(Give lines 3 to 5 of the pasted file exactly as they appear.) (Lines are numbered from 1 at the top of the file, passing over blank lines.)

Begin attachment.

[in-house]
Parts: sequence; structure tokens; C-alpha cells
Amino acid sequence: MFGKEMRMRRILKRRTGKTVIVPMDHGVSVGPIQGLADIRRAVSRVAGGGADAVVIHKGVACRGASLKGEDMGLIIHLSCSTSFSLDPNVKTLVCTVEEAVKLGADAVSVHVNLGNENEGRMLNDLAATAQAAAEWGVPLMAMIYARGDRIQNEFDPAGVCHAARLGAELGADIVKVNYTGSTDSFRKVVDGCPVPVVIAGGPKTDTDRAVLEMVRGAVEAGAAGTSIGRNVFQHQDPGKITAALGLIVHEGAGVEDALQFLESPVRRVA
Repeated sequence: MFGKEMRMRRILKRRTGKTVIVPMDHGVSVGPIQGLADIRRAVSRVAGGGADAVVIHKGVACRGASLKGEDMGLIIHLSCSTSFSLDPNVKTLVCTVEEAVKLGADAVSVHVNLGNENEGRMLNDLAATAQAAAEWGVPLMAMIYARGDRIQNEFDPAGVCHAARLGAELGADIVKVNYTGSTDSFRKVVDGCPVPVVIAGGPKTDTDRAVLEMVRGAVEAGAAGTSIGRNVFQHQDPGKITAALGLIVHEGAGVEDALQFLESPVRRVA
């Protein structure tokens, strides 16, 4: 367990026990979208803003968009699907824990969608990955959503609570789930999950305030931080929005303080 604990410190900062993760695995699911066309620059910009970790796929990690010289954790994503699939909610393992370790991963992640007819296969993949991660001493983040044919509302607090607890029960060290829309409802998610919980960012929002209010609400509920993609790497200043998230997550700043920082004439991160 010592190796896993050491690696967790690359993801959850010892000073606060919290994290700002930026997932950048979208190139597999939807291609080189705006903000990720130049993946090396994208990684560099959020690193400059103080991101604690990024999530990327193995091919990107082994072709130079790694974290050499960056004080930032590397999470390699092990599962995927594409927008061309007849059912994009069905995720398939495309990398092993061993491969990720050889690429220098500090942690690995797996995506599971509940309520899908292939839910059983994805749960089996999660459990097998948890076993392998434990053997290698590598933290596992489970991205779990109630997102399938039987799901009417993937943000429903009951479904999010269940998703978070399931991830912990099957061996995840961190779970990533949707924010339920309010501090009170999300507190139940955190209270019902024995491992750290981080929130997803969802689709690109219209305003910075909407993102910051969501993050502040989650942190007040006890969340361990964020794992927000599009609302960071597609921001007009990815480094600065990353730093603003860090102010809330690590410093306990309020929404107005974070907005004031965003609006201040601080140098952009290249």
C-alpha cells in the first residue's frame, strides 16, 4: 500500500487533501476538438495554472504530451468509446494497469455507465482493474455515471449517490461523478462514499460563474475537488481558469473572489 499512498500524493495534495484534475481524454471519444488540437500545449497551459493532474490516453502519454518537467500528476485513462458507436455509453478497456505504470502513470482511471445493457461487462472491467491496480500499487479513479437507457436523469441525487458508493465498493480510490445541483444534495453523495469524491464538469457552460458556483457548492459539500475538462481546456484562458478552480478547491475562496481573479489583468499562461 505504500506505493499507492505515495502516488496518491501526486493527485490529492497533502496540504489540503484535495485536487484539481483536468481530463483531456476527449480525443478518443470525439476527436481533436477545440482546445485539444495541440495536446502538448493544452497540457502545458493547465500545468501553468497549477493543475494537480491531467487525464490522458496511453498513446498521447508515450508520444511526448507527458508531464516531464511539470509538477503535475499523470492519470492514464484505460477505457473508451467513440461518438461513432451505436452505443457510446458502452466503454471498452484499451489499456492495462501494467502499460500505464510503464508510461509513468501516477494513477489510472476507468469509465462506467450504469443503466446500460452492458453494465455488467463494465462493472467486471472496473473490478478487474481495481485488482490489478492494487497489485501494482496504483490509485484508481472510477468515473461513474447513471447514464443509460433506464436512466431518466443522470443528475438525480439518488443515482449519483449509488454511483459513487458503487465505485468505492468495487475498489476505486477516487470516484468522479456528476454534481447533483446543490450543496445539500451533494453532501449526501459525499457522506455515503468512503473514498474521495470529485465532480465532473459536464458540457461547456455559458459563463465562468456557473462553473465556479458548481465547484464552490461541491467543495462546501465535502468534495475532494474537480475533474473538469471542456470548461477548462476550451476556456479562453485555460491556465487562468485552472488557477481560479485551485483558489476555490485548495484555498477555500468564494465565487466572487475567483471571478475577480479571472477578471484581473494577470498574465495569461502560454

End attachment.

Amino acid sequence: MFGKEMRMRRILKRRTGKTVIVPMDHGVSVGPIQGLADIRRAVSRVAGGGADAVVIHKGVACRGASLKGEDMGLIIHLSCSTSFSLDPNVKTLVCTVEEAVKLGADAVSVHVNLGNENEGRMLNDLAATAQAAAEWGVPLMAMIYARGDRIQNEFDPAGVCHAARLGAELGADIVKVNYTGSTDSFRKVVDGCPVPVVIAGGPKTDTDRAVLEMVRGAVEAGAAGTSIGRNVFQHQDPGKITAALGLIVHEGAGVEDALQFLESPVRRVA
Repeated sequence: MFGKEMRMRRILKRRTGKTVIVPMDHGVSVGPIQGLADIRRAVSRVAGGGADAVVIHKGVACRGASLKGEDMGLIIHLSCSTSFSLDPNVKTLVCTVEEAVKLGADAVSVHVNLGNENEGRMLNDLAATAQAAAEWGVPLMAMIYARGDRIQNEFDPAGVCHAARLGAELGADIVKVNYTGSTDSFRKVVDGCPVPVVIAGGPKTDTDRAVLEMVRGAVEAGAAGTSIGRNVFQHQDPGKITAALGLIVHEGAGVEDALQFLESPVRRVA
């Protein structure tokens, strides 16, 4: 367990026990979208803003968009699907824990969608990955959503609570789930999950305030931080929005303080 604990410190900062993760695995699911066309620059910009970790796929990690010289954790994503699939909610393992370790991963992640007819296969993949991660001493983040044919509302607090607890029960060290829309409802998610919980960012929002209010609400509920993609790497200043998230997550700043920082004439991160 010592190796896993050491690696967790690359993801959850010892000073606060919290994290700002930026997932950048979208190139597999939807291609080189705006903000990720130049993946090396994208990684560099959020690193400059103080991101604690990024999530990327193995091919990107082994072709130079790694974290050499960056004080930032590397999470390699092990599962995927594409927008061309007849059912994009069905995720398939495309990398092993061993491969990720050889690429220098500090942690690995797996995506599971509940309520899908292939839910059983994805749960089996999660459990097998948890076993392998434990053997290698590598933290596992489970991205779990109630997102399938039987799901009417993937943000429903009951479904999010269940998703978070399931991830912990099957061996995840961190779970990533949707924010339920309010501090009170999300507190139940955190209270019902024995491992750290981080929130997803969802689709690109219209305003910075909407993102910051969501993050502040989650942190007040006890969340361990964020794992927000599009609302960071597609921001007009990815480094600065990353730093603003860090102010809330690590410093306990309020929404107005974070907005004031965003609006201040601080140098952009290249």